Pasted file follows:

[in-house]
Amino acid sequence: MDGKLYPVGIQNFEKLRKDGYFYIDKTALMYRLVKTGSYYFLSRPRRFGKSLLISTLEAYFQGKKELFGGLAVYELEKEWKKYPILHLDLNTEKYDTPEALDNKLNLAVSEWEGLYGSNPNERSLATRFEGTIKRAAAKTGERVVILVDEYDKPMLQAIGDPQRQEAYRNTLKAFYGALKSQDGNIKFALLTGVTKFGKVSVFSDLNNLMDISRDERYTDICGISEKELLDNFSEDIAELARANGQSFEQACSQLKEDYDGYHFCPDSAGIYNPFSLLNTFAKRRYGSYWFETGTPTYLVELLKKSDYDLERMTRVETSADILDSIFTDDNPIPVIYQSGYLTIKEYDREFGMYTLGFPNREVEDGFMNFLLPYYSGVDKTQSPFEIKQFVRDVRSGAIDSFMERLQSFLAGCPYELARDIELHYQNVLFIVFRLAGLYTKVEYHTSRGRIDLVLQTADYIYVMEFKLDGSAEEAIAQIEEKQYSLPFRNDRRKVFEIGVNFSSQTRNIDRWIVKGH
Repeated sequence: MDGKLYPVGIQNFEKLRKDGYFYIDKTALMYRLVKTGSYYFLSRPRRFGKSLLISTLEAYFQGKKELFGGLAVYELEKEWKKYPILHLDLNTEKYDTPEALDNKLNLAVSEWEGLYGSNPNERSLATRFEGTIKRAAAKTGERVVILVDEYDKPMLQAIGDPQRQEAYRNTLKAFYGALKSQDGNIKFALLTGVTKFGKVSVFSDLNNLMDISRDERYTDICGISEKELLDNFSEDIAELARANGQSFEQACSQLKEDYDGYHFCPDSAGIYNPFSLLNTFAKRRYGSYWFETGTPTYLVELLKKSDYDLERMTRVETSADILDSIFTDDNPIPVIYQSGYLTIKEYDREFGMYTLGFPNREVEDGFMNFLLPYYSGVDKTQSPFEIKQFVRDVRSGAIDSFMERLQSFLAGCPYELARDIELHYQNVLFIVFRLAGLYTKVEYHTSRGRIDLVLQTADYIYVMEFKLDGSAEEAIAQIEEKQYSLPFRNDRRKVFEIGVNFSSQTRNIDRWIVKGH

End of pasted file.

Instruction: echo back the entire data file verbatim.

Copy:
[in-house]
Amino acid sequence: MDGKLYPVGIQNFEKLRKDGYFYIDKTALMYRLVKTGSYYFLSRPRRFGKSLLISTLEAYFQGKKELFGGLAVYELEKEWKKYPILHLDLNTEKYDTPEALDNKLNLAVSEWEGLYGSNPNERSLATRFEGTIKRAAAKTGERVVILVDEYDKPMLQAIGDPQRQEAYRNTLKAFYGALKSQDGNIKFALLTGVTKFGKVSVFSDLNNLMDISRDERYTDICGISEKELLDNFSEDIAELARANGQSFEQACSQLKEDYDGYHFCPDSAGIYNPFSLLNTFAKRRYGSYWFETGTPTYLVELLKKSDYDLERMTRVETSADILDSIFTDDNPIPVIYQSGYLTIKEYDREFGMYTLGFPNREVEDGFMNFLLPYYSGVDKTQSPFEIKQFVRDVRSGAIDSFMERLQSFLAGCPYELARDIELHYQNVLFIVFRLAGLYTKVEYHTSRGRIDLVLQTADYIYVMEFKLDGSAEEAIAQIEEKQYSLPFRNDRRKVFEIGVNFSSQTRNIDRWIVKGH
Repeated sequence: MDGKLYPVGIQNFEKLRKDGYFYIDKTALMYRLVKTGSYYFLSRPRRFGKSLLISTLEAYFQGKKELFGGLAVYELEKEWKKYPILHLDLNTEKYDTPEALDNKLNLAVSEWEGLYGSNPNERSLATRFEGTIKRAAAKTGERVVILVDEYDKPMLQAIGDPQRQEAYRNTLKAFYGALKSQDGNIKFALLTGVTKFGKVSVFSDLNNLMDISRDERYTDICGISEKELLDNFSEDIAELARANGQSFEQACSQLKEDYDGYHFCPDSAGIYNPFSLLNTFAKRRYGSYWFETGTPTYLVELLKKSDYDLERMTRVETSADILDSIFTDDNPIPVIYQSGYLTIKEYDREFGMYTLGFPNREVEDGFMNFLLPYYSGVDKTQSPFEIKQFVRDVRSGAIDSFMERLQSFLAGCPYELARDIELHYQNVLFIVFRLAGLYTKVEYHTSRGRIDLVLQTADYIYVMEFKLDGSAEEAIAQIEEKQYSLPFRNDRRKVFEIGVNFSSQTRNIDRWIVKGH